Doggerland slipped beneath the waves about 9,000 years ago, but haplogroup V remains at levels of about 5% in countries that border the Atlantic and especially the North Sea. It is most abundant today in Scotland and northern Germany.
A separate post-Ice Age migration carried haplogroup V through central Europe to western Russia and the Scandinavian Arctic.
Haplogroup V tends to be most common today in isolated populations on Europe’s fringes, from the Finns and Saami in the north to the Sardinians and Basques in the south.
V reaches levels of 12% among the Basque. But its complete absence in ancient DNA samples from their homeland suggests that wherever the haplogroup originated in the Iberian peninsula, it wasn’t in the Basque country.
The Saami, also known as the Lapps or Laplanders, are an indigenous ethnic group of northern Scandinavia and Russia’s Kola peninsula. Because their language belongs to the Finno-Ugric linguistic group, which appears to have originated in Russia, they were previously thought to have come from northern Asia or the Urals. But genetic analysis, including the detection of haplogroup V among the Saami, indicates that they probably migrated to their homeland from southern Europe after the Ice Age.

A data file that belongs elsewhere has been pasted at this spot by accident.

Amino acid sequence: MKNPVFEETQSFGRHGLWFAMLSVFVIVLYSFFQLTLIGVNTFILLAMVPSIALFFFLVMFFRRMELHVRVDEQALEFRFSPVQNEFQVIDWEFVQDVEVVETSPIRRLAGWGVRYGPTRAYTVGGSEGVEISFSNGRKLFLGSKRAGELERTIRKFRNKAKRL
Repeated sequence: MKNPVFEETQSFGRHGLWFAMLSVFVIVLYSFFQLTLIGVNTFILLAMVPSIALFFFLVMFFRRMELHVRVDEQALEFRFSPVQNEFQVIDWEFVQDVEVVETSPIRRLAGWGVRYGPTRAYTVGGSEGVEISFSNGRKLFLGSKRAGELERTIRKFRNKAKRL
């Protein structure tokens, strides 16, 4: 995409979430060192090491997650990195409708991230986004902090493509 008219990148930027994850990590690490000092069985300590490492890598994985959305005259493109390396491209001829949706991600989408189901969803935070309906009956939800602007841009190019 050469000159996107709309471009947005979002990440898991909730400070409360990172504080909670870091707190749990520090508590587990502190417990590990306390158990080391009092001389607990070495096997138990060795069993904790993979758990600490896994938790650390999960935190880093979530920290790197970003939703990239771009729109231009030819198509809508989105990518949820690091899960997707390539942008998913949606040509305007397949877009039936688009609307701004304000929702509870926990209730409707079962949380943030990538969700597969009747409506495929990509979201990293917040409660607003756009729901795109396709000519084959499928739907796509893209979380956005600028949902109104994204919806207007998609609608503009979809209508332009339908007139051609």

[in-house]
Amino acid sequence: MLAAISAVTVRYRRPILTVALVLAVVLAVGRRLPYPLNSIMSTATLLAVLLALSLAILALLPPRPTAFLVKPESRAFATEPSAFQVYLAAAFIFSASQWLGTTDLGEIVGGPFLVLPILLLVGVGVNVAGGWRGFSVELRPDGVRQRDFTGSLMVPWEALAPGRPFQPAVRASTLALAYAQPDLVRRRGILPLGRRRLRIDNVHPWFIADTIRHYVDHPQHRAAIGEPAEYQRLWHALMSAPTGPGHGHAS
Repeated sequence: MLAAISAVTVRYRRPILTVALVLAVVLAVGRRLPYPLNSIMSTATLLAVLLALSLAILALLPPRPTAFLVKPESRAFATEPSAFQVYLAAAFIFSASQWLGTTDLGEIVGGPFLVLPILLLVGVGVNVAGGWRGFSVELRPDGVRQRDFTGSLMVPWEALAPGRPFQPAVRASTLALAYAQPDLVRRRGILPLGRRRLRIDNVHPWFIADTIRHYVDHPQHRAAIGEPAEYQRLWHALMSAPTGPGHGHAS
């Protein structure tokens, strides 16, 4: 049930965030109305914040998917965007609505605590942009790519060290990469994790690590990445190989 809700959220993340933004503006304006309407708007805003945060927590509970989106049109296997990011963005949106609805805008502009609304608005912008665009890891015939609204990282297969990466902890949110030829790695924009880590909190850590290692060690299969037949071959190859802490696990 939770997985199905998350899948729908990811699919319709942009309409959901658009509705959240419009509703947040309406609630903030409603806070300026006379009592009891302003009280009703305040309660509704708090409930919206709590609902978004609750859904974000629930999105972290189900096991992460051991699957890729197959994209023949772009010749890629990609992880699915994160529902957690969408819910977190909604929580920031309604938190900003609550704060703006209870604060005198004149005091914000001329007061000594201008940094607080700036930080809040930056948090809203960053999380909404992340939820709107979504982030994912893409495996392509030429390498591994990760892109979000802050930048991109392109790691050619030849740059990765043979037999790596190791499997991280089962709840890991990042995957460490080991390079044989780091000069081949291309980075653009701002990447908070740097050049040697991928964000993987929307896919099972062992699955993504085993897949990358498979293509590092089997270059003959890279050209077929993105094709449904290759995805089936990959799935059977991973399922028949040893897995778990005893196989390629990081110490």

Haplogroup V appears at levels of about 40% in the Saami, and like the other two common haplogroups in the population, H1 and U5b1b1, it clearly originated in Europe. The haplogroup appears to have expanded from Iberia through central Europe after the Ice Age. It is found today at levels of about 10% percent in the Maris, an ethnic group living along the Volga in Russia, which suggests the Saami may have approached their Arctic homeland by traveling up that river and its tributaries toward the Baltic.